Artist Receives Death Threats After Creating A Very Aggressive Anti-Trump Billboard In Arizona

A Santa Monica-based artist has reportedly received death threats after creating an aggressive anti-Trump billboard that has gone up in Arizona. The billboard, which is expected to stay up for the entirety of Trump’s presidency, was created by Karen Fiorito and depicts President Trump’s face surrounded by mushroom clouds and dollar signs closely resembling Nazi swastikas. The giant billboard is supposed to represent “global destruction, warfare and annihilation of the planet,” according to the Associated Press.

Via CBS News,

The dollar swastikas, she said, represent “corporate power and greed and how our society has become all about money and corporatism.”

“To me, it says power, money, and dictatorship,” she told CBS Phoenix affiliate KPHO-TV.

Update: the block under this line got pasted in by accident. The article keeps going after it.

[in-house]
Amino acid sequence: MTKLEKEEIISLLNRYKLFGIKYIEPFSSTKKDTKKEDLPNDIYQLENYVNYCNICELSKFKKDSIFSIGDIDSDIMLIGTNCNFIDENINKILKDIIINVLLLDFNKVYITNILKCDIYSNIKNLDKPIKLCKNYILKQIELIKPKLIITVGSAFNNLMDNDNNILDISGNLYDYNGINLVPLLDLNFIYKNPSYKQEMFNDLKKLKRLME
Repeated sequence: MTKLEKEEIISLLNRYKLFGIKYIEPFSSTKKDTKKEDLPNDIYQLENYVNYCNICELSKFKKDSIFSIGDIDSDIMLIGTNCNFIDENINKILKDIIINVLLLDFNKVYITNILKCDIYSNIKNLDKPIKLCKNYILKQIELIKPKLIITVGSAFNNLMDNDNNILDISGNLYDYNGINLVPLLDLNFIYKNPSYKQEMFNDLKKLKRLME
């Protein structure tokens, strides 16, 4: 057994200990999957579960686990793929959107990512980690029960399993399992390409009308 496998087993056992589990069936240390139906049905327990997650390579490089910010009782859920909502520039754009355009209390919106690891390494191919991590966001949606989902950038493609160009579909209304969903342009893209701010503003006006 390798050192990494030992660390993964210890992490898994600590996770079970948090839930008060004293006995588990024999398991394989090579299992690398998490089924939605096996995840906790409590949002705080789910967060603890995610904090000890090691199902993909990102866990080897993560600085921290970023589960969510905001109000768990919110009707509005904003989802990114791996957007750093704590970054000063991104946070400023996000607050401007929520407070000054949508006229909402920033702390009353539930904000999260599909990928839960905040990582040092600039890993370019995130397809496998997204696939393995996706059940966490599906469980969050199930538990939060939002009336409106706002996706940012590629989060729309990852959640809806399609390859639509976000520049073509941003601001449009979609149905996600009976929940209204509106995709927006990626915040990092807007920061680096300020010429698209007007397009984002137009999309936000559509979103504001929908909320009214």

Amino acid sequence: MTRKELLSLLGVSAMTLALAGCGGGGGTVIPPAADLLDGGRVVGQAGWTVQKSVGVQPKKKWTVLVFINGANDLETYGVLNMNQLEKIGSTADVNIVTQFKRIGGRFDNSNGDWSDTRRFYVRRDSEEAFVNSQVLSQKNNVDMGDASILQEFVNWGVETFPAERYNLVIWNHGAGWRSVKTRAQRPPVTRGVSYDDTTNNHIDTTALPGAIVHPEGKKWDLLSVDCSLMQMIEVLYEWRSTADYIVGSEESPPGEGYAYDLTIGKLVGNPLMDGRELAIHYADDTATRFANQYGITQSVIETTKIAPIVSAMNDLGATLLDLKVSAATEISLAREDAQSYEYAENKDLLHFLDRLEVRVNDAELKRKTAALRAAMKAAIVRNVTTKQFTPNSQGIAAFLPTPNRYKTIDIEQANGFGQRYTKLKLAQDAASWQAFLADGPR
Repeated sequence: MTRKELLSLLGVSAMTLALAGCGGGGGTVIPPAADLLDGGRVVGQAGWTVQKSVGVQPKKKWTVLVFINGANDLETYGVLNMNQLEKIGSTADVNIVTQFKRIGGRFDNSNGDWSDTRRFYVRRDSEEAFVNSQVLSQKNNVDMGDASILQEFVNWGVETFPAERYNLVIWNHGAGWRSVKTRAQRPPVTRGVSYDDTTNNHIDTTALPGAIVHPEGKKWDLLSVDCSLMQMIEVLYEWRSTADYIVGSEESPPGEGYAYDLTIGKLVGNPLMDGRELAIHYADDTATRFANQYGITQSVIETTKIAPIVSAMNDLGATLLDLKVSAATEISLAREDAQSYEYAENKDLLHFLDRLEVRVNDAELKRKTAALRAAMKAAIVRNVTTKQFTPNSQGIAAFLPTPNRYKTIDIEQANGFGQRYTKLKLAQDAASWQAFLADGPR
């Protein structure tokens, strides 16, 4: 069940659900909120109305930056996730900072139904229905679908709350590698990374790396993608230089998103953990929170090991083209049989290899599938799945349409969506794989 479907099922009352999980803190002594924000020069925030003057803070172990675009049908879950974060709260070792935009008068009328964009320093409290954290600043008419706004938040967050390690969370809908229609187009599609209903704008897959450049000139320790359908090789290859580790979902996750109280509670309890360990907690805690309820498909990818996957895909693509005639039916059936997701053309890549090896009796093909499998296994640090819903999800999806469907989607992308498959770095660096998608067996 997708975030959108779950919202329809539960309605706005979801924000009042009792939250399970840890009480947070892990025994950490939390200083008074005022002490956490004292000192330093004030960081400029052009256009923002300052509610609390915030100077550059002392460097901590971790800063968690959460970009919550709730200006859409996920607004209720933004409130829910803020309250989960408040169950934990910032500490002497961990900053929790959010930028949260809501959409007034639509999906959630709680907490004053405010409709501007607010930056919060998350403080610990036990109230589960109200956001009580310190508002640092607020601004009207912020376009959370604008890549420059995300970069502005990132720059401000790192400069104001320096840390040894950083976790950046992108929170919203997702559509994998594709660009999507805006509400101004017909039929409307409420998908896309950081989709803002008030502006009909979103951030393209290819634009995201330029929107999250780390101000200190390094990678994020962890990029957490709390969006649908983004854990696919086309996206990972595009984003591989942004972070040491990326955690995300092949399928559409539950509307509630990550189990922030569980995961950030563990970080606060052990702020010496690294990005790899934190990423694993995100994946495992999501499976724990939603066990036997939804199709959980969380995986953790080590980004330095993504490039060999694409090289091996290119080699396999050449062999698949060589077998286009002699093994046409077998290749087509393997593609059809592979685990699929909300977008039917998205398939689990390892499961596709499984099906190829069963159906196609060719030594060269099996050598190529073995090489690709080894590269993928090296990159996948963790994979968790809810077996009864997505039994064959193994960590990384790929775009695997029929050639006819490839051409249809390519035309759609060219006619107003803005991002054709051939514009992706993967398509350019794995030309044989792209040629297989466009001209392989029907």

The other side of the billboard shows the word “Unity” with five hands spelling out the word in sign language, according to the AP.

“I wanted to have a positive or a flip side to the billboard,” she said. “I wanted something to be a call to unity and a call for people to come together to resist what’s happening … if we become united, we can defeat anything.”

The 25-year-old artist has received “tons of positive feedback,” but has received a few death threats.

“There have been a couple of people who have said they will come and get me, or that I should be sleeping with a gun underneath my pillow,” she said. “They are very determined to get under my skin.”

To have a one side of the billboard villainize Trump and liken him to a party that killed six million Jews and the other side to call for Unity is so mind-bendingly hypocritical, I want to move to the moon. Fuck off, Karen. Seriously.

[h/t CBS News]

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Matt’s love of writing was born during a sixth grade assembly when it was announced that his essay titled “Why Drugs Are Bad” had taken first prize in D.A.R.E.’s grade-wide contest. The anti-drug people gave him a $50 savings bond for his brave contribution to crime-fighting, and upon the bond’s maturity 10 years later, he used it to buy his very first bag of marijuana.